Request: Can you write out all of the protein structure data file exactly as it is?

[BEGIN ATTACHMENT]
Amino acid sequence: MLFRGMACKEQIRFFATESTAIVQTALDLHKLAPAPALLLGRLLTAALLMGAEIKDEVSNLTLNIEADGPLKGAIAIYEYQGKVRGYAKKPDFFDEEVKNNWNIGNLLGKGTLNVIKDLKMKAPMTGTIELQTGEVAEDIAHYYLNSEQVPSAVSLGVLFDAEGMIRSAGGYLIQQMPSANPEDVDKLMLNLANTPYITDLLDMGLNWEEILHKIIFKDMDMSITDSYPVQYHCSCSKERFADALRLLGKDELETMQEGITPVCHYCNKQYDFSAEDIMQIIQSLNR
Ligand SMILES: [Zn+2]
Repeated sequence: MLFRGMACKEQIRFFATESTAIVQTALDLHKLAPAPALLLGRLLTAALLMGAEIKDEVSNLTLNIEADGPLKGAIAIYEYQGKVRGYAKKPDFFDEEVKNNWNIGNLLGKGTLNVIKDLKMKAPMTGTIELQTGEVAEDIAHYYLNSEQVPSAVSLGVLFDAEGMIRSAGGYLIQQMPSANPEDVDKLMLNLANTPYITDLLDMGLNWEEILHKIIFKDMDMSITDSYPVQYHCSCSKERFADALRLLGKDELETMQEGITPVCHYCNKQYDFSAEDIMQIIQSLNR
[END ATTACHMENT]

Amino acid sequence: MLFRGMACKEQIRFFATESTAIVQTALDLHKLAPAPALLLGRLLTAALLMGAEIKDEVSNLTLNIEADGPLKGAIAIYEYQGKVRGYAKKPDFFDEEVKNNWNIGNLLGKGTLNVIKDLKMKAPMTGTIELQTGEVAEDIAHYYLNSEQVPSAVSLGVLFDAEGMIRSAGGYLIQQMPSANPEDVDKLMLNLANTPYITDLLDMGLNWEEILHKIIFKDMDMSITDSYPVQYHCSCSKERFADALRLLGKDELETMQEGITPVCHYCNKQYDFSAEDIMQIIQSLNR
Ligand SMILES: [Zn+2]
Repeated sequence: MLFRGMACKEQIRFFATESTAIVQTALDLHKLAPAPALLLGRLLTAALLMGAEIKDEVSNLTLNIEADGPLKGAIAIYEYQGKVRGYAKKPDFFDEEVKNNWNIGNLLGKGTLNVIKDLKMKAPMTGTIELQTGEVAEDIAHYYLNSEQVPSAVSLGVLFDAEGMIRSAGGYLIQQMPSANPEDVDKLMLNLANTPYITDLLDMGLNWEEILHKIIFKDMDMSITDSYPVQYHCSCSKERFADALRLLGKDELETMQEGITPVCHYCNKQYDFSAEDIMQIIQSLNR